Sunday, October 18, 2009
Live your life without a cell phone for 31 hours straight.
I woke up in the morning to the sound of “For the Moments I Feel Faint” by Relient K. I reached over to my bedside table to press the snooze button on my cell phone, only to realize that the sound was coming from my iHome. That’s right, no cell phone today. Darn.
At first when I heard about the lab, I counted it out immediately. Going without a cell phone for thirty-one hours? I thought, “That’s crazy! I could never do that!” I knew from the start how difficult this task would before me, so much that I hadn’t even been considering attempting it. But eventually I resolved that I would try it, basing my decision off of the idea that it would be an easy way to knock a lab out of the way.
After dragging myself out of bed and getting ready for the day, I instinctively walked over to my bedside table to drop my cell phone in my dance bag before heading off to breakfast. But I stopped myself just in time, realizing that, if placed in my dance bag, which was in reach almost all day, it would be a terrible temptation for me to pick it up and check my text messages. On my way to Calculus after breakfast, I found myself reaching into my bag to turn my phone on silent, but was slightly frazzled when I realized it wasn’t there. And all this within only an hour of being awake!
Throughout the day, I continued to reach into my pocket to check if I had any text messages. I never realized how often I would check my cell phone daily. One aspect of this lab I found particularly annoying was that I never knew what time it was. I never realized how many times I must reach into the front pocket of my dance bag, pull out my little pink phone, and press the volume button on the side of it to display the clock. I was walking around all day, unsure of exactly what time it was. This was very unnerving, especially because I’m so obsessive about time management and punctuality. This also happened to be the day that I got my first migraine headache ever. So there I was, unable to call home to ask for advice, nor call the stage managers to tell them I couldn’t go to rehearsal. It was a rather unfortunate coincidence.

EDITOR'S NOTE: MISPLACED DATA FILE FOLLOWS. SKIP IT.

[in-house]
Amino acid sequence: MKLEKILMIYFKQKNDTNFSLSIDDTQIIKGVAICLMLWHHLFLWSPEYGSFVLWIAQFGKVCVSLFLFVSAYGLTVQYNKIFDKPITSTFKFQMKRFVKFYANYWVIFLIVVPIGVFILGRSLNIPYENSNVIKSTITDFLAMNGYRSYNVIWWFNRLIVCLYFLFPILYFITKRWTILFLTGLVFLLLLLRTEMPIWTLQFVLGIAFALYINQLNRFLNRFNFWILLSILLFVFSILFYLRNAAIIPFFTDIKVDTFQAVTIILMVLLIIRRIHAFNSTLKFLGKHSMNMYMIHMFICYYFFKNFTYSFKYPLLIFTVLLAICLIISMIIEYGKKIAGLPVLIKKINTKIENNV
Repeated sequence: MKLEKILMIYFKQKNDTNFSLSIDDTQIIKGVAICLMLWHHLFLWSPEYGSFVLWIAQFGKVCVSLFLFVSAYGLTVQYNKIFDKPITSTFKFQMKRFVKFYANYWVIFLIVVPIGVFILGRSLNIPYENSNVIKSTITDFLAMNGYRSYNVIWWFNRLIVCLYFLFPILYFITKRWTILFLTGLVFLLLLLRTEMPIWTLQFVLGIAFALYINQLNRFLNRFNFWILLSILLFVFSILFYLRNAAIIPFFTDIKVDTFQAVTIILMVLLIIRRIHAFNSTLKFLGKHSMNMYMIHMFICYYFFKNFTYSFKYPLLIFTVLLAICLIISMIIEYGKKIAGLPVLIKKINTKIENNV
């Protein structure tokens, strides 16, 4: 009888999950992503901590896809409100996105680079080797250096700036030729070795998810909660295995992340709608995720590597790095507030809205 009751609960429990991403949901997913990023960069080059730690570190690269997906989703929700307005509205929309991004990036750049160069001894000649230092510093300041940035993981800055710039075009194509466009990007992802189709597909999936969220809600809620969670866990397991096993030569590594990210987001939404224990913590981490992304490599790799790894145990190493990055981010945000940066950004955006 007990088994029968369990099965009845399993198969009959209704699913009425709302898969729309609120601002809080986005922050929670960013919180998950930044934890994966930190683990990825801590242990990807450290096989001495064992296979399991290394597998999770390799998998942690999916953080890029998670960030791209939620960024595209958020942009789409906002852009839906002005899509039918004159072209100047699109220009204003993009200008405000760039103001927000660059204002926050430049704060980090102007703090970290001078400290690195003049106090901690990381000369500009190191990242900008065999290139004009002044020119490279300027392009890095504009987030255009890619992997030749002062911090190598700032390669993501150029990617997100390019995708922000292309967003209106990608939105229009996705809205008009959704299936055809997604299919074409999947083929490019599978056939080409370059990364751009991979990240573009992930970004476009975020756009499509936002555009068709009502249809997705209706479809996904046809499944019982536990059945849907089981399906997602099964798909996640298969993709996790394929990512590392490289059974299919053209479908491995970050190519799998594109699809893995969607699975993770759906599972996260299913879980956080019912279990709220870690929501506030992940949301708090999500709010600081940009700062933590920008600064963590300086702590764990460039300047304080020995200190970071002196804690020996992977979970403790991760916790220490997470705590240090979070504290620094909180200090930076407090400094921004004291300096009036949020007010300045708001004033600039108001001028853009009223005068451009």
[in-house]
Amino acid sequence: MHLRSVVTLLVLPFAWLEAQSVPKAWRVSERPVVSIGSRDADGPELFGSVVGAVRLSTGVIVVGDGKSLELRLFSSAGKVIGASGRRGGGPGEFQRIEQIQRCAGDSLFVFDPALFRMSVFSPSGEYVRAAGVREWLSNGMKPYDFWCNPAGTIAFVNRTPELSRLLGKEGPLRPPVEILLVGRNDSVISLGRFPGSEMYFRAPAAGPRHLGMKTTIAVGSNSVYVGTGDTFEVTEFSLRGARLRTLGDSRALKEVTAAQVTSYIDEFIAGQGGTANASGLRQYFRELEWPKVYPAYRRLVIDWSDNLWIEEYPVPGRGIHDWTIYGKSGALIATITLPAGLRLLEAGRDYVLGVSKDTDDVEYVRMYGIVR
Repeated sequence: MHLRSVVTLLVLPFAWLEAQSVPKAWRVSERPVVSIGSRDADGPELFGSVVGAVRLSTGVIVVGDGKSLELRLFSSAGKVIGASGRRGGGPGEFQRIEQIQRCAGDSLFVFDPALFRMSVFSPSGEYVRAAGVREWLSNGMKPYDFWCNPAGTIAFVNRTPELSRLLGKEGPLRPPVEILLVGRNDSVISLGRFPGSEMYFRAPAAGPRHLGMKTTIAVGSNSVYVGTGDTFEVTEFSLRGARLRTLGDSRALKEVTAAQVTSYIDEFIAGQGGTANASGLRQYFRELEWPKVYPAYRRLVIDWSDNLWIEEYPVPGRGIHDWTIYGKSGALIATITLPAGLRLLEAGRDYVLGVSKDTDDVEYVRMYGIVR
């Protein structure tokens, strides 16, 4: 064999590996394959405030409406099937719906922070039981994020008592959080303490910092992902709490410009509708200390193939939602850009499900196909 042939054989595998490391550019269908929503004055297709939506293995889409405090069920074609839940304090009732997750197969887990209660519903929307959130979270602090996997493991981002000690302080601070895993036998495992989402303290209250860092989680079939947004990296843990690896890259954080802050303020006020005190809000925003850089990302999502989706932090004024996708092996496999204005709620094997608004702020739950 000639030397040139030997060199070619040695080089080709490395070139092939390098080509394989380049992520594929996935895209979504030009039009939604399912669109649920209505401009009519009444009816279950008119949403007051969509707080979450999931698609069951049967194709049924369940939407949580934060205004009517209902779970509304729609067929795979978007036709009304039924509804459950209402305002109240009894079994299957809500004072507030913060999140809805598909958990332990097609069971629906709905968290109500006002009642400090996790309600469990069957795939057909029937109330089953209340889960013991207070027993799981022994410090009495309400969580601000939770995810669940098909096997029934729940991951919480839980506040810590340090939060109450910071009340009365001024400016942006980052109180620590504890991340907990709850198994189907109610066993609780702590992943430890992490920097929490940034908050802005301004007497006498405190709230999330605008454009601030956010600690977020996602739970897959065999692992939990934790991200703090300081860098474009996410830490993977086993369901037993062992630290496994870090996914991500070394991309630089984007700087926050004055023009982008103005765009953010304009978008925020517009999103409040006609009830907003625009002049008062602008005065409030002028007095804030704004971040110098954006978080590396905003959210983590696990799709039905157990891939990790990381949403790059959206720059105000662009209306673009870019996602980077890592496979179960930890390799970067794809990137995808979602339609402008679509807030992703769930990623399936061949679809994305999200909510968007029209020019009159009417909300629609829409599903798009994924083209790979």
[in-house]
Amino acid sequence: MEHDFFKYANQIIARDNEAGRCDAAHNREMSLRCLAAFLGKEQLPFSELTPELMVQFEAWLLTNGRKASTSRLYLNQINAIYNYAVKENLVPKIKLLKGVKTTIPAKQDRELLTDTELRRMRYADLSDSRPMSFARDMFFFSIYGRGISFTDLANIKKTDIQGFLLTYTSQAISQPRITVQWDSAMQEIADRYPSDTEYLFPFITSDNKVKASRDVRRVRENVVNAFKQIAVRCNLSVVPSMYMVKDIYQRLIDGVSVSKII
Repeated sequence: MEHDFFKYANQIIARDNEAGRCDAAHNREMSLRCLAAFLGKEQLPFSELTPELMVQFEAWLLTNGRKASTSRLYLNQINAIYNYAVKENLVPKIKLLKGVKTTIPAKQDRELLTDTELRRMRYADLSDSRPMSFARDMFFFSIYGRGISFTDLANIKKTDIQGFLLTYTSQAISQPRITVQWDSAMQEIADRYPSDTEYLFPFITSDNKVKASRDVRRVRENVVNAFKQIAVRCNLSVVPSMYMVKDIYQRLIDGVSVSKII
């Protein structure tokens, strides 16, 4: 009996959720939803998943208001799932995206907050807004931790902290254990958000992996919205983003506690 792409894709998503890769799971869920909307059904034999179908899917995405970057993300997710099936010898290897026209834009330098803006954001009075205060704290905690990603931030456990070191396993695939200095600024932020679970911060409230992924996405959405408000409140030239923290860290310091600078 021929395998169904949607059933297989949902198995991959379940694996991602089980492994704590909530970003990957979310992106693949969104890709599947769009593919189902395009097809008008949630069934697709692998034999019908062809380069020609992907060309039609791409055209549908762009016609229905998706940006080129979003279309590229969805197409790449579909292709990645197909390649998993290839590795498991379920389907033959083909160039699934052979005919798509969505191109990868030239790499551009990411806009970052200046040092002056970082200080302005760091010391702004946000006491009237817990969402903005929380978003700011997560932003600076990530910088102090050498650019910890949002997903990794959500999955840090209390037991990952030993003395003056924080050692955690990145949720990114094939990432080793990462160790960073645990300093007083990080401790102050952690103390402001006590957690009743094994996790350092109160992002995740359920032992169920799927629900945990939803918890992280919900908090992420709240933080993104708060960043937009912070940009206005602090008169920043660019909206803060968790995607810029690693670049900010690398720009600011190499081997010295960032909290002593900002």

I experienced a strange sort of separation anxiety throughout the thirty-one long hours that I was not able to use my cell phone. I never realized how much I depended upon it, and how much I used it in my daily life. It made me realize how reliant I am on always being connected to others. I get Facebook texts to my phone, alerting me when anybody sends me a message over Facebook. It was really strange not getting these constant updates and it made me feel really disconnected. I did find, however, that I was forced to actually get up and run to other people’s rooms in order to contact them, which was a positive aspect compared to sitting at my desk, exercising my thumb while text messaging the other person, and waiting there for them to respond. It made me feel kind of pathetic when I realized how much I depend upon my cell phone to keep me informed, connected, and on-schedule. At one point in the day, I even thought I heard my message alert go off, and felt really stupid when I found myself reaching into an empty pocket. After thirty-one hours, I was very glad to have my cell phone back and was relieved when I finally was able to check the nine text messages awaiting my return.